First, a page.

The Finance Minister’s speech only highlights the more important proposals of the budget. Those are not the enactments by the Parliament. The law as enacted is what is contained in the Finance Act, the Bench said dismissing his Appeal.
The Supreme Court, in a judgment has recorded its appreciation of an Appellant before it, who appeared as Party in Person, for presenting the case ‘like a seasoned professional with utmost skill and knowledge.’Apex Court bench comprising of Justices Madan B. Lokur and NV Ramana, though dismissed his appeal, appreciated Mr. Amin Merchant for “the strenuous efforts put forth by the appellant and the kind of efforts he put in to collect the data.”
In his Appeal against dismissal of his Writ petition by Bombay High Court, Amin Merchant, who argued in person, submitted before the Apex court Bench, that the rate which has been prescribed for goods he imported during 1993-1994 period falling under a particular Custom Tariff is higher than that was authorized in the Budget Proposals during financial years 1993-94 and 1994-95.
According to him, the then Finance Minister had presented the budget proposals before the Parliament which were duly approved by the Parliament and as per the approved budget proposals, the goods imported by him attracts reduction in duty higher than 85% to 85% advalorem for 1993-94 and higher than 65% to 65% ad valorem for the year 1994-95.He further contended “The tariff charged and the tariff rates in the finance bill are contrary to the approved budget proposals.Budget proposals announced by the FM in the Parliament are duly passed and/or approved by the Parliament, no person, executive, bureaucrat or any authority or Court of Law has the authority and/or power to alter or amend the same. If the executives are allowed to prescribe any tariff rates contrary to the Budget Proposals duly authorized by the Parliament, then the Budget Proposals duly passed by the Parliament will have no meaning and will be rendered nugatory and thus opening the flood gates for ‘corrupt practice’.”
FINANCE MINISTER SPEECH IS NOT AN ENACTMENT OF PARLIAMENT
Negating his contentions the Court held that, the Finance Minister’s speech is not an enactment of Parliament, rather it is the Finance Act which is the Law. The Court observed as follows: “The whole thrust of the appellant is that the proposals of the Finance Minister were duly approved by the Parliament. No doubt, the appellant has placed before this Court the proposals of the Finance Minister which discloses the intention of the Government but there is no material placed before us to demonstrate that the budget proposals are duly accepted by the Parliament. It is an admitted fact that pursuant to the proposals, the Finance Act was passed by the Parliament wherein for the goods specified under Tariff Sub-Heading 2208.10, particular tariff was specified. We are unable to agree with the argument advanced by the appellant for the reason that he is unable to make note of the difference between a proposal moved before the Parliament and a statutory provision enacted by the Parliament, because the process of Taxation involves various considerations and criteria. Every legislation is done with the object of public good as said by Jeremy Bentham. Taxation is an unilateral decision of the Parliamentand it is the exercise of the sovereign power. The financial proposals put forth by the Finance Minister reflects the governmental view for raising revenue to meet the expenditure for the financial year and it is the financial policy of the Central Government. The Finance Minister’s speech only highlights the more important proposals of the budget. Those are not the enactments by the Parliament. The law as enacted is what is contained in the Finance Act. After it is legislated upon by the Parliament and a rate of duty that is prescribed in relation to a particular Tariff Head that constitutes the authoritative expression of the legislative will of Parliament. Now in the present facts of the case, as per the finance bill, the legislative will of the Parliament is that for the commodities falling under Tariff Head 2208.10, the tariff is Rs.300/- per litre or 400% whichever is higher.”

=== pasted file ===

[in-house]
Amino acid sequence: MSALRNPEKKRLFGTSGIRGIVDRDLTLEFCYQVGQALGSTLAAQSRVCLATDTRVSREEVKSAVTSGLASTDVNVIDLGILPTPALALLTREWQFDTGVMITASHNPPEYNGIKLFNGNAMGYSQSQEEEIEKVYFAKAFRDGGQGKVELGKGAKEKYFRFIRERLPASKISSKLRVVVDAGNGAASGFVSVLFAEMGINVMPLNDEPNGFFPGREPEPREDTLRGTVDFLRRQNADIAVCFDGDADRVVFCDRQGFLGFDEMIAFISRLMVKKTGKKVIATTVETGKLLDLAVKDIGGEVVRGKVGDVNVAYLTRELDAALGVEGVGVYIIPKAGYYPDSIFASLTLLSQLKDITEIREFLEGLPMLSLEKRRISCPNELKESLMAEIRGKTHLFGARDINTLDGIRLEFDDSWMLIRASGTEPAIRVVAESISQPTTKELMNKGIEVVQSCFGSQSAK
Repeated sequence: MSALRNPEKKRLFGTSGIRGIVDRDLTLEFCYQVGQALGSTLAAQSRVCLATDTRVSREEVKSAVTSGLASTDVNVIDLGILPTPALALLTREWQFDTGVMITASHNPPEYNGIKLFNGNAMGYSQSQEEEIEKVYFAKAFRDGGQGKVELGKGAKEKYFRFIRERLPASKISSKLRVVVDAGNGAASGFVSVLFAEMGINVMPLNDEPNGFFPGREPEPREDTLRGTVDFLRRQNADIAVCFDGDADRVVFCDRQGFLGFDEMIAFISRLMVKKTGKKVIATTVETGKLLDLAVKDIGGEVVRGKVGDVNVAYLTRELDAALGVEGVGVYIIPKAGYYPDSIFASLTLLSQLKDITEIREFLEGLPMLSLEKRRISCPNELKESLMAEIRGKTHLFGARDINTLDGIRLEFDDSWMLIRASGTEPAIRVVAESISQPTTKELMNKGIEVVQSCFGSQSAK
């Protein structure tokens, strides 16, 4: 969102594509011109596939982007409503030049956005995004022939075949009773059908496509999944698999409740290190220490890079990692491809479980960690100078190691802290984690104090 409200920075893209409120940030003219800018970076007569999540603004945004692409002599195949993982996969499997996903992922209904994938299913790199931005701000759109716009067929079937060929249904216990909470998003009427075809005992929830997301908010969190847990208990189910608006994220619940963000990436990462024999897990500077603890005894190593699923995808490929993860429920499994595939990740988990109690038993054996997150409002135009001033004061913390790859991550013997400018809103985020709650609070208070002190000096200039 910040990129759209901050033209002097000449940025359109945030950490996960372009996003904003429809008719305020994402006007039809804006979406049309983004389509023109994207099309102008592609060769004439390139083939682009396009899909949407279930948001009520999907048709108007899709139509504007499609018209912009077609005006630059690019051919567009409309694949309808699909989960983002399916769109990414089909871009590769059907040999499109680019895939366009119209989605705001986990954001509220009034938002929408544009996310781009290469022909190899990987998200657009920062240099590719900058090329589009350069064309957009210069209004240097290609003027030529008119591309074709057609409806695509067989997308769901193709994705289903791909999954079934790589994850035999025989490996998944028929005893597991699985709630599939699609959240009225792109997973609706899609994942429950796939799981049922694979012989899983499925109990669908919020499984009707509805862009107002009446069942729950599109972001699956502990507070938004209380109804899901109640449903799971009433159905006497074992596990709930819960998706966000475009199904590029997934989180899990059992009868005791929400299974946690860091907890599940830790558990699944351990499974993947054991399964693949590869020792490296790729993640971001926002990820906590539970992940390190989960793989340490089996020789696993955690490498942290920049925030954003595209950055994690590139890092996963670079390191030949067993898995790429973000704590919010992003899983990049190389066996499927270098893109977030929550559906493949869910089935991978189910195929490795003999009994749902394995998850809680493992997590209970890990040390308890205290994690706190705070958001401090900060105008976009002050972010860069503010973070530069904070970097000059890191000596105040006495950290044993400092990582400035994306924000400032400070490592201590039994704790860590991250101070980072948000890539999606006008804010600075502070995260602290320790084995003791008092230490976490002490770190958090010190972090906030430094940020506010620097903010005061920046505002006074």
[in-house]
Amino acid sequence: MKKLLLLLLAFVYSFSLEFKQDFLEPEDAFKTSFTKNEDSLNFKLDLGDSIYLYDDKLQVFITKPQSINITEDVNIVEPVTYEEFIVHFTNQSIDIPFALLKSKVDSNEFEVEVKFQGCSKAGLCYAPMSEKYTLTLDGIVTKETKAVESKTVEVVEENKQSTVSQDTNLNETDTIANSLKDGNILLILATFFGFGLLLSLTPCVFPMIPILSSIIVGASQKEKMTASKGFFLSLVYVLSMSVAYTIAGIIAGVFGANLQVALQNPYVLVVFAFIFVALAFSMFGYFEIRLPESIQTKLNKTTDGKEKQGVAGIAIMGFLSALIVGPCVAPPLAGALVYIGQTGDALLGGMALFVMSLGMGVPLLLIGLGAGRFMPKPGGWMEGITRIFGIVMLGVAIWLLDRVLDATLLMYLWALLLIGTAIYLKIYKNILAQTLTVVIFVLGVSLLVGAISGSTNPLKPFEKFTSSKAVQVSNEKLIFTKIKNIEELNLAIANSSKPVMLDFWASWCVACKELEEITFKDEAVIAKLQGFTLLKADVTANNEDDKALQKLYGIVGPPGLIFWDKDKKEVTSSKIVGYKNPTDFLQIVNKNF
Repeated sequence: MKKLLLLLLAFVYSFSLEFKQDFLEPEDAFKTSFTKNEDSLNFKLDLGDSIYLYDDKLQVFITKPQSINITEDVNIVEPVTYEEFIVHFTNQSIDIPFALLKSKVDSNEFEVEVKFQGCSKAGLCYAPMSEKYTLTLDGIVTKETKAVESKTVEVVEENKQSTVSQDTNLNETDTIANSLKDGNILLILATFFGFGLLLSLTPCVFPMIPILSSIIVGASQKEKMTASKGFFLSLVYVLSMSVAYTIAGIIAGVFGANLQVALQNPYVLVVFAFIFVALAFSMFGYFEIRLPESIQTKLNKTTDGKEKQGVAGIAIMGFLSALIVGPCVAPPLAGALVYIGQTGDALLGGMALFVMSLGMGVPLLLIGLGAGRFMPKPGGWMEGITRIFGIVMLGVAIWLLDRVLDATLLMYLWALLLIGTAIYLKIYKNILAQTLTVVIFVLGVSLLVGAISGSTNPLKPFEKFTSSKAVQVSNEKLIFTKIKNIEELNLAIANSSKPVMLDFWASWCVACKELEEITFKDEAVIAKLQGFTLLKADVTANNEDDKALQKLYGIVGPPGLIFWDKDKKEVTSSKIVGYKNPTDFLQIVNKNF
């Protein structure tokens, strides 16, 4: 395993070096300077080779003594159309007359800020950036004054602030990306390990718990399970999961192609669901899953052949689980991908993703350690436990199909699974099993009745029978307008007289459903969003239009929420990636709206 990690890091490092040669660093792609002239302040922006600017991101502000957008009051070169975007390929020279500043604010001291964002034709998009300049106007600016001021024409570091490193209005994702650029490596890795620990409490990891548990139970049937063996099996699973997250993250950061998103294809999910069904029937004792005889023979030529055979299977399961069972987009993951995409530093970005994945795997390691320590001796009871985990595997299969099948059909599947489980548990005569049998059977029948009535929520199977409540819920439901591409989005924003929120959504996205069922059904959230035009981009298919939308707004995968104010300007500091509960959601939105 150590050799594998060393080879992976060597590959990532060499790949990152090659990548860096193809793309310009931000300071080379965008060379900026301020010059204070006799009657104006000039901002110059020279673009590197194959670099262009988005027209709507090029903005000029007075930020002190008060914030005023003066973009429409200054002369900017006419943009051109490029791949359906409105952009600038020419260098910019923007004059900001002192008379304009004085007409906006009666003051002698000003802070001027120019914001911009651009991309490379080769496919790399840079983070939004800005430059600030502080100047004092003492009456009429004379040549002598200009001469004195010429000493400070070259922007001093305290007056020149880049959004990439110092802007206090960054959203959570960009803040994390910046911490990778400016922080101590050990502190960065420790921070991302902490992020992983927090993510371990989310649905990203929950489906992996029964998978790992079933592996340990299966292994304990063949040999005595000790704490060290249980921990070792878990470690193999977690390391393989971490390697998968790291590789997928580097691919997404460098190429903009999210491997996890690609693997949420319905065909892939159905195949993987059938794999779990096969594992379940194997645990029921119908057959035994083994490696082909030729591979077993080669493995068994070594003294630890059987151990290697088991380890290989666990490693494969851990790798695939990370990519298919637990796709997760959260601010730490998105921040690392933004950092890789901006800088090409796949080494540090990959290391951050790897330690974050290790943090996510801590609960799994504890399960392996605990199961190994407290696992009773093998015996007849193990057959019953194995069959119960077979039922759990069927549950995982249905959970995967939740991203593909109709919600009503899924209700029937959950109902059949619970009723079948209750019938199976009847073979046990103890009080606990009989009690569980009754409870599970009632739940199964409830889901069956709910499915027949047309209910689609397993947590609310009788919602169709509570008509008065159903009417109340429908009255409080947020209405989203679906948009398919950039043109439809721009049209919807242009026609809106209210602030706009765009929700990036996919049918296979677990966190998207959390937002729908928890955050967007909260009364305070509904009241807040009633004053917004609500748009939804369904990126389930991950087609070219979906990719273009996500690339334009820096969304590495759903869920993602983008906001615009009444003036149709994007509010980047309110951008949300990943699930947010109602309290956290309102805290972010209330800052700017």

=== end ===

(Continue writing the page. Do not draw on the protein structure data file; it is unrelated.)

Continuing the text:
APPRECIATION OF APPELLANT
In the penultimate Paragraph of the Judgment, it is said: “Before we conclude, we would like to record our appreciation for the strenuous efforts put forth by the appellant and the kind of efforts he put in to collect the data. We feel that it is not out of place to mention that the appellant has presented the case like a seasoned professional with utmost skill and knowledge.”
Read the Judgment here.